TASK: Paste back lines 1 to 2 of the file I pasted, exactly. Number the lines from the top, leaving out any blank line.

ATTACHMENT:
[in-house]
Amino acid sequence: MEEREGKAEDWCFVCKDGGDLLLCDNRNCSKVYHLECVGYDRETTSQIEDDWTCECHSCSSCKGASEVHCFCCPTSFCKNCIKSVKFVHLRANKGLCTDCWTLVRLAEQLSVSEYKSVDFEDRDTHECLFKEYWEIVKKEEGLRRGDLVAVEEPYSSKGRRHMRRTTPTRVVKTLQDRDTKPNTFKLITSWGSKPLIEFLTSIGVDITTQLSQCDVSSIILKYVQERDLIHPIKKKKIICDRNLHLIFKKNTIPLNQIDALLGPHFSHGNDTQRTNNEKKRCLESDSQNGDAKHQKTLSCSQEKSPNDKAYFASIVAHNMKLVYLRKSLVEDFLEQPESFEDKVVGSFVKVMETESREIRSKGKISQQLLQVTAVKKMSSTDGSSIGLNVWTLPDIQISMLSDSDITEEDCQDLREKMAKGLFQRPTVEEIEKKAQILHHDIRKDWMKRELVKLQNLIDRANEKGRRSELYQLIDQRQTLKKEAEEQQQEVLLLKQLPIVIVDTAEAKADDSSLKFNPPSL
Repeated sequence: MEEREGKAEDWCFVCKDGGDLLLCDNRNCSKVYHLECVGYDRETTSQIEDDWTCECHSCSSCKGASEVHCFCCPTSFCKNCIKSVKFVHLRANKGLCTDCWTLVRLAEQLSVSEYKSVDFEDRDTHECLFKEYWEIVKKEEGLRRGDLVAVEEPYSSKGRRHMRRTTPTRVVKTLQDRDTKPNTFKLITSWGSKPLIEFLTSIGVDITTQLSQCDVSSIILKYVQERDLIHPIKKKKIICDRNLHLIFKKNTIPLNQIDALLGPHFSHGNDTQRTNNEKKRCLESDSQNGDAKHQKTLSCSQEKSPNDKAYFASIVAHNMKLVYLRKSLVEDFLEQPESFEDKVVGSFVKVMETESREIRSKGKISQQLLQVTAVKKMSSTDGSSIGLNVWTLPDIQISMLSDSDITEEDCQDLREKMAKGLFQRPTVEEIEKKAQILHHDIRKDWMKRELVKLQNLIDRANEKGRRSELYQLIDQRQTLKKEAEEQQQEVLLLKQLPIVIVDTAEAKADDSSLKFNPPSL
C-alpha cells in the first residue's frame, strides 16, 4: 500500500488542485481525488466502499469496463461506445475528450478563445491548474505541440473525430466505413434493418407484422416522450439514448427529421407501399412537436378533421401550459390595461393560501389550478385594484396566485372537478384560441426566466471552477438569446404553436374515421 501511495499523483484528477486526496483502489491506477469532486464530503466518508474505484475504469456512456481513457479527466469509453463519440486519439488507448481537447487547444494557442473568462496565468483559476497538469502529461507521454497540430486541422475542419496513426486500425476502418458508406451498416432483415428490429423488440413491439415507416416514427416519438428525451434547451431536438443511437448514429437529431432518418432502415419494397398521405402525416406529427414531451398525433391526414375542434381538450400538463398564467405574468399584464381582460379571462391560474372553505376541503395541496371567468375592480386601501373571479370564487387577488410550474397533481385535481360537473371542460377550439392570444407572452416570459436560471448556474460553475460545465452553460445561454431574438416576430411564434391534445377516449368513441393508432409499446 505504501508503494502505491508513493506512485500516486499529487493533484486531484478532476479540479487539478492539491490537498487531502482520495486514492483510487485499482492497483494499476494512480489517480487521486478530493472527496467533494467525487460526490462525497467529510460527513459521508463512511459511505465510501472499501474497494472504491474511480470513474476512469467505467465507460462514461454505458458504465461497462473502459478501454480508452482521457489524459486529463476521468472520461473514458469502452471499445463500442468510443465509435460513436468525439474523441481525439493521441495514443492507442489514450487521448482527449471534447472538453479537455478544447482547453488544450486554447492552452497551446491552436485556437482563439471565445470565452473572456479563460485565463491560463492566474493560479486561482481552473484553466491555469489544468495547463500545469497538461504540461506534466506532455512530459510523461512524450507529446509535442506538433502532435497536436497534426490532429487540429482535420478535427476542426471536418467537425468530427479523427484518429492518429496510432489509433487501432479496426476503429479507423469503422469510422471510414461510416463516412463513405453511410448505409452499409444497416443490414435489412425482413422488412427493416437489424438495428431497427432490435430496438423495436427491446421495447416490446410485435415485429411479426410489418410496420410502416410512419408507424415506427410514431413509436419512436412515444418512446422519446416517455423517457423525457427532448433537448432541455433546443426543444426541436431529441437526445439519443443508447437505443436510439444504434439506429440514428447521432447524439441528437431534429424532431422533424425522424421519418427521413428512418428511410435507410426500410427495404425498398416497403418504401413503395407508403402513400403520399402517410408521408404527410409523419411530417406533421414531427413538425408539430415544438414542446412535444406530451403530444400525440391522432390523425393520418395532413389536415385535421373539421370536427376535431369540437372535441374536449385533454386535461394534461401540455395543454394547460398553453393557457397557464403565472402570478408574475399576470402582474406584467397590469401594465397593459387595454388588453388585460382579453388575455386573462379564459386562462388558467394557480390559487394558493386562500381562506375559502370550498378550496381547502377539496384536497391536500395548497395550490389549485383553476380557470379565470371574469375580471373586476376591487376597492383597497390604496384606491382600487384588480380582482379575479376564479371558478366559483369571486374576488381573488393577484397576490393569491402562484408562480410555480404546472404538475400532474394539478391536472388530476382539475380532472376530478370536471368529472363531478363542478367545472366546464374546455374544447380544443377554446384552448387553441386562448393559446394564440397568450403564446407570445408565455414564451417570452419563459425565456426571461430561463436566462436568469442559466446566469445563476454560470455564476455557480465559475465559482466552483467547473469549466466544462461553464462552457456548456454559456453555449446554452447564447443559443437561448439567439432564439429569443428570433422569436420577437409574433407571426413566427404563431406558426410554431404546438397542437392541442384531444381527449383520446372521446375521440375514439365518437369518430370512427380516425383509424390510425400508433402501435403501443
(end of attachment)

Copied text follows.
[in-house]
Amino acid sequence: MEEREGKAEDWCFVCKDGGDLLLCDNRNCSKVYHLECVGYDRETTSQIEDDWTCECHSCSSCKGASEVHCFCCPTSFCKNCIKSVKFVHLRANKGLCTDCWTLVRLAEQLSVSEYKSVDFEDRDTHECLFKEYWEIVKKEEGLRRGDLVAVEEPYSSKGRRHMRRTTPTRVVKTLQDRDTKPNTFKLITSWGSKPLIEFLTSIGVDITTQLSQCDVSSIILKYVQERDLIHPIKKKKIICDRNLHLIFKKNTIPLNQIDALLGPHFSHGNDTQRTNNEKKRCLESDSQNGDAKHQKTLSCSQEKSPNDKAYFASIVAHNMKLVYLRKSLVEDFLEQPESFEDKVVGSFVKVMETESREIRSKGKISQQLLQVTAVKKMSSTDGSSIGLNVWTLPDIQISMLSDSDITEEDCQDLREKMAKGLFQRPTVEEIEKKAQILHHDIRKDWMKRELVKLQNLIDRANEKGRRSELYQLIDQRQTLKKEAEEQQQEVLLLKQLPIVIVDTAEAKADDSSLKFNPPSL